In the Courts Again “Employee vs. Independent Contractor”

Since we had written a blog recently suggesting that, perhaps, staffing companies should hire more independent contractors, we feel obliged to cover a very recent (June 17, 2023) final judgement in a Minneapolis, MN Federal court case.

That case ultimately awarded employees $254,000 in back wages plus liquidated damages, but, not until 4 legal procedures were completed. This is not presented to suggest that using the independent contractor status is dangerous or should be avoided.

On the contrary, we believe, after reading this article, you will agree that this case shows that the law regarding use of the independent contractor status was indeed violated and that it makes no argument that it is “risky business” to use it. It does make reasonable case that any business depending on that designation for any of its workers should do so only after seeking a professional legal interpretation of the IRS guidelines for how to determine who is and who is not an “independent contractor”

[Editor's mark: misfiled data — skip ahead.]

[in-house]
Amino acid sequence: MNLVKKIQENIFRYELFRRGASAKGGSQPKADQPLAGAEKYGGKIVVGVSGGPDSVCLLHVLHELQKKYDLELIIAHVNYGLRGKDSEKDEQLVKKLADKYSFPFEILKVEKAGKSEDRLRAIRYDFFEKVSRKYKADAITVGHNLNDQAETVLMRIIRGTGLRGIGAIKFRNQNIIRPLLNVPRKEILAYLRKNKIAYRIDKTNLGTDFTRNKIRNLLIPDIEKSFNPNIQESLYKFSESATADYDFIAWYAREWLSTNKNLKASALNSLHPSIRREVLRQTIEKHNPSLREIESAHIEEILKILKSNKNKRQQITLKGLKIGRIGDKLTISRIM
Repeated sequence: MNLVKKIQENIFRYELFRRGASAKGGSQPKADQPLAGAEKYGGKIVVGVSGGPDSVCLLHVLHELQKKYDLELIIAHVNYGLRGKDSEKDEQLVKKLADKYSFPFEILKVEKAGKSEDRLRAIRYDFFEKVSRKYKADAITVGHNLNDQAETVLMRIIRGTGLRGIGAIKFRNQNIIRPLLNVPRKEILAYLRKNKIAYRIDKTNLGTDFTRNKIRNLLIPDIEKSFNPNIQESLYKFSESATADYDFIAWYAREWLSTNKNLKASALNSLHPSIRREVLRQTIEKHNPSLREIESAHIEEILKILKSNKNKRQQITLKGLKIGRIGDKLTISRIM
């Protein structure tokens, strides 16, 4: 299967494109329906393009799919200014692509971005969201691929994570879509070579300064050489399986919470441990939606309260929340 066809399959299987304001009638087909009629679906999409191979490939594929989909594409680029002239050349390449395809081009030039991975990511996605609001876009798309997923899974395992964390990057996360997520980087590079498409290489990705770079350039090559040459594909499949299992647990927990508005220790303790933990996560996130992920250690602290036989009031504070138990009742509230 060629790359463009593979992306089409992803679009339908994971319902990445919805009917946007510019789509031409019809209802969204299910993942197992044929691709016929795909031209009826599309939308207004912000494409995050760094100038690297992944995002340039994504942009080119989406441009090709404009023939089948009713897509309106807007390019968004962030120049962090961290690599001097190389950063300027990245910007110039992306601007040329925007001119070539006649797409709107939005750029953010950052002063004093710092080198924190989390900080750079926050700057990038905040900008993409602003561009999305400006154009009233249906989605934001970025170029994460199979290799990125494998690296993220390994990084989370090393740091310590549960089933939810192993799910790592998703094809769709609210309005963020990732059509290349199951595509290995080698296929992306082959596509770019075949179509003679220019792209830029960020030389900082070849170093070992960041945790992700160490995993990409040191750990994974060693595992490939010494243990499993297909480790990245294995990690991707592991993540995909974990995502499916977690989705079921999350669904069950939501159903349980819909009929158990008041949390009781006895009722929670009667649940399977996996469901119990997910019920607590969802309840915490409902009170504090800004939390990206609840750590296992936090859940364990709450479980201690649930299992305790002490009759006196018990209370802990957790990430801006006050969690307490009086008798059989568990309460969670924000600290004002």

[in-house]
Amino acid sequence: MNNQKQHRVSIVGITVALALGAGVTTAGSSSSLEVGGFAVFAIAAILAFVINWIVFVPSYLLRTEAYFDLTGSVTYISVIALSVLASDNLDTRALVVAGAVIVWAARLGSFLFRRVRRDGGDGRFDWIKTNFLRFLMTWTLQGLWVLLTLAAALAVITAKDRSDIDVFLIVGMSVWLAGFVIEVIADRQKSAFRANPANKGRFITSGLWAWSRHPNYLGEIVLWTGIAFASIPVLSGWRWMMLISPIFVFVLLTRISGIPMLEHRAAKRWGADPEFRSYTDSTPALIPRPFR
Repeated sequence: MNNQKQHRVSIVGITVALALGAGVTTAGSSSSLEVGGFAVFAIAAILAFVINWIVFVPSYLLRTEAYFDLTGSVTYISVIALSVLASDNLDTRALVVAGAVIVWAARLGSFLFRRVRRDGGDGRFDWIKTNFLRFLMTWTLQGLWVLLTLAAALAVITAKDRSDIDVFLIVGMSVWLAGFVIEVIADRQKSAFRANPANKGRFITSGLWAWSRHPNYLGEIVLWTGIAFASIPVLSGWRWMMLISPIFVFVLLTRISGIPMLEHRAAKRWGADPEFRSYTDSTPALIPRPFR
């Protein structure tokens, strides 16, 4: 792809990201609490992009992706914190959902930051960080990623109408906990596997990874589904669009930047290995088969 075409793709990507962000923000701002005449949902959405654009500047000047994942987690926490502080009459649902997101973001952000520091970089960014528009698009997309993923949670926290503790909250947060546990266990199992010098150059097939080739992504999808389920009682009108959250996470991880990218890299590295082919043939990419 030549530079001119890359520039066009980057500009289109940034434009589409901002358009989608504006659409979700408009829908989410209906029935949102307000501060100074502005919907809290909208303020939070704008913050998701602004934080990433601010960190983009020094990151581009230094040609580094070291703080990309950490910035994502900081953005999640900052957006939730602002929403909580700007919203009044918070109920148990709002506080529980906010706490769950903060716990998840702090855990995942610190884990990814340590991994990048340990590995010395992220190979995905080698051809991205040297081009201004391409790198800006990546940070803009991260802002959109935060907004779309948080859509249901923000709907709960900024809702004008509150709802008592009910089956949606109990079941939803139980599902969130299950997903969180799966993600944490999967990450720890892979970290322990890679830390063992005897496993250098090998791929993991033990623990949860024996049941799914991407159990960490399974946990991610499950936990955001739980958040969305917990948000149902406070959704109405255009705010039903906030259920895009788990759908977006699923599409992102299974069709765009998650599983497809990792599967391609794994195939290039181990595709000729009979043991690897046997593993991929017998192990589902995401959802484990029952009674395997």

In any case, here is what happened, and you be the judge.

First, there was a U.S Labor Department investigation in 2021 that found that the company, Alpha & Omega USA, Inc. had misclassified drivers as “independent contractors” perhaps simply to save the employer from paying their workers overtime and to allow the company to make questionable “Independent contractor type” deductions from employee wages for items like; van leasing, vehicle maintenance, insurance, etc., even to the point where workers took home less than a minimum wage. That motivation is unknown but that is what happened. The Labor Dept. therefore ordered compensation to the employees.

Second, the company then refused to pay the U.S. Labor Department settlement costs and to enforce their decision the Labor Dept. sued the company in the federal district court in Minneapolis. The Labor Dept secured a “Summary Judgement” against the company who was then ordered by the court to pay compensation to the employees plus liquidated damages.